Gender Pre-forum to the High-Level Dialogue on Democracy, Human Rights and Governance.

“Magnifying Women’s role in Conflict Prevention and Silencing the Guns”

19 NOVEMBER 2020


Your Excellency Ambassador Minata Samate Cessouma, Commissioner for Political Affairs,

Ms Hanna Tetteh, Special Representative of the UN Secretary-General to the African Union’

Ms  Ahunna Eziakonwa-Onochie, UNDP Assistant Administrator and Regional Director for Africa

Excellencies, Ladies and Gentlemen

Thank you, Mme Commissioner, for inviting me to this important Forum, in a prelude to the 2020 High-Level Dialogue on Democracy, Human Rights and Governance.

At the outset, I wish to commend the AGA Secretariat for facilitating this discourse and the high-level dialogues over the past few years. This platform has through the years become a valuable space for us to examine our undertakings, reflect on past approaches and explore new opportunities. I am glad that this is happening this year albeit in a different format.

As we engage in our discussions today on the amplification of women’s role in conflict prevention and silencing guns, it is important to remind ourselves that conflict is often very gendered. Men and women experience conflict differently. Women are very often absent from the circles that take the decisions to go to war and those that negotiate settlements. Yet, over the years, women continue to mobilise internationally to achieve global peace and security. The United Nations Security Council Resolution 1325, amongst others, has reaffirmed over the last two decades, the important role women play in preventing conflict and sustaining peace.

Outside formal structures, promoting peace by women often take place in informal systems. In many communities in conflict, women have dared to come together, breaking barriers and striving to heal wounds.  In many instances, grassroots advocacy has been instrumental in building relationships and finding mutual understanding. A conversation that looks at the horizon must explore the institutional framework as well as explore critically, but often ignored structures.

The realities of women that have been displaced or forced to migrate are often indescribable. Even though the temporary shelters are made available for refugees and displaced women, uncertainty, food insecurity, and poor living conditions remains an unfortunate part of the lives of women that have been displaced by conflict. Additionally, these women and girls are susceptible to sexual abuse and exploitation and are more likely to be trafficked and engage in sexual transactions for humanitarian favours. Time and again, we have seen a situation where conflicts have resulted in higher levels of sexual violence against women and girls which includes arbitrary killings, torture, femicide, and often led to forced marriage. These situations often force women to organise themselves to safeguard necessities for the livelihood of their communities and to carry out activities related to, for example, education and healthcare.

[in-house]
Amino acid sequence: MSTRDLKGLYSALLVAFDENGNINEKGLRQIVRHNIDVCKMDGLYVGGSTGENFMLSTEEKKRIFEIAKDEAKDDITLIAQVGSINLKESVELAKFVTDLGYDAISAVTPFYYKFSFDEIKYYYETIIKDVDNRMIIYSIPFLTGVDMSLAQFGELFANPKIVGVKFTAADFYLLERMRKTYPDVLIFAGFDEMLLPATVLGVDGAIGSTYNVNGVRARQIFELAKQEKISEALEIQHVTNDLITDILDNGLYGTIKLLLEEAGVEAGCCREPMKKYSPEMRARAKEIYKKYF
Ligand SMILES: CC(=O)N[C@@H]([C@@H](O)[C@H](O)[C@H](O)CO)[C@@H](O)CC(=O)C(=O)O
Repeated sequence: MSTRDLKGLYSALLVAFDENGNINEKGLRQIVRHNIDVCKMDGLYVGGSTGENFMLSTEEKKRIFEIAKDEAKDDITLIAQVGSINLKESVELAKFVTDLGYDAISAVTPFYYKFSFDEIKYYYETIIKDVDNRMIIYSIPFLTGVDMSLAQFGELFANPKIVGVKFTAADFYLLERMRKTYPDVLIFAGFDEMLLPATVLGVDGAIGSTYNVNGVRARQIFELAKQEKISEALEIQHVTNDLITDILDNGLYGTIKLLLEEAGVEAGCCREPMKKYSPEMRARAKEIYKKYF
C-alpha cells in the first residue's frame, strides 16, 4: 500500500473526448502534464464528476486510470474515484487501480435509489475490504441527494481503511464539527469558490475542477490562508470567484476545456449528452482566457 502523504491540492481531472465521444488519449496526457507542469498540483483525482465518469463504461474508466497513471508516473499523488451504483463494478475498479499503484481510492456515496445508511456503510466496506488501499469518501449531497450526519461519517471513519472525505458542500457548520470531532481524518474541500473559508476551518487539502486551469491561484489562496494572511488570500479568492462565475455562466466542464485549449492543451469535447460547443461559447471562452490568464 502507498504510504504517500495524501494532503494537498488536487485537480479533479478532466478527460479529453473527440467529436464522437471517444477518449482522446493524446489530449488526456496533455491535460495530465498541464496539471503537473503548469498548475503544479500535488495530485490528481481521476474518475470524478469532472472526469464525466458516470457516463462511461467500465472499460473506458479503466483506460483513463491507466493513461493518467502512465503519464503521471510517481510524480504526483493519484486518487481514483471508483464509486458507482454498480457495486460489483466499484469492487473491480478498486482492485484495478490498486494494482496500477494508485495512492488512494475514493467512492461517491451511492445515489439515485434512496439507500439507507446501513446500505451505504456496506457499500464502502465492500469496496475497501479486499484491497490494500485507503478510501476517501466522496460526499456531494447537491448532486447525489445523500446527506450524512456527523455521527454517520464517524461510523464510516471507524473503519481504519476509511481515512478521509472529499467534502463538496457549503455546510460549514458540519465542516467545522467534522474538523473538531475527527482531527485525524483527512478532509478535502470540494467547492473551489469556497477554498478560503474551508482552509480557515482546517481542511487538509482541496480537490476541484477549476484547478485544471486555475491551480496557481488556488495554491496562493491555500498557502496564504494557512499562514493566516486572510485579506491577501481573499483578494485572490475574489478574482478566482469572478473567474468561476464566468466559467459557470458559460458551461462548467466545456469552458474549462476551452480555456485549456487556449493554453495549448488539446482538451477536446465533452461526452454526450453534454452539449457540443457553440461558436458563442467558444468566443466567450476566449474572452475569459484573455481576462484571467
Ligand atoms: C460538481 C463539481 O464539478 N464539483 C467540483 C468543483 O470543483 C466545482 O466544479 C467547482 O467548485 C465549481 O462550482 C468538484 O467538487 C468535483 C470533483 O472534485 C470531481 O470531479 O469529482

As we magnify, recognise and applaud, we need to remember that this should not be the norm and these women often do all this work in extremely difficult contexts.   We must therefore continue to support women in all forms of formal and informal leadership roles.

We know that we are far from our targets and that we need to accelerate actions to ensure, not only that women leadership in peace processes is fully recognized and acted upon, but that our actions are part and parcel of the Agenda to transform Africa into a peaceful and inclusive continent.

It is in this perspective that, since 2017, the United Nations and the African Union Commission have joined hands in supporting an Africa wide women movement to catalyse the leadership of women, through the African Women Leaders Network (AWLN).  I wish to take this opportunity to salute and congratulate my sisters, HE Commissioner Samate and Mme Ahunna, who launched the project to support Women in Governance and Political Participation. Coupled with the undertakings of the Pan African Network of Women Mediators FemWise, I am sure that our combined efforts will amplify women voices and leadership in building peace in Africa.

Women Civil Society Organizations play a vital role and most times these important roles are often underrecognized and undervalued. Despite these, these organisations are often subject to scrutiny and threats in conflict situations and when participating in peace processes women-led organizations are often subjected to intimidation and harassments. We must provide them with our political support and also technical and financial support to ensure that these leaders have the resources necessary to drive action. We must also throw our political weight and influence into actions that protect women groups and women human rights defenders and ensure that their security is not threatened while participating in peace and political processes.

I look forward to our interactions over the next two days, sharing our experiences, exchange knowledge and highlight our areas for support on the road to building better.  Time is for action and I do anticipate that our deliberations will bring out solutions and partnerships to scale up actions for peace in Africa.

I thank you for your kind attention.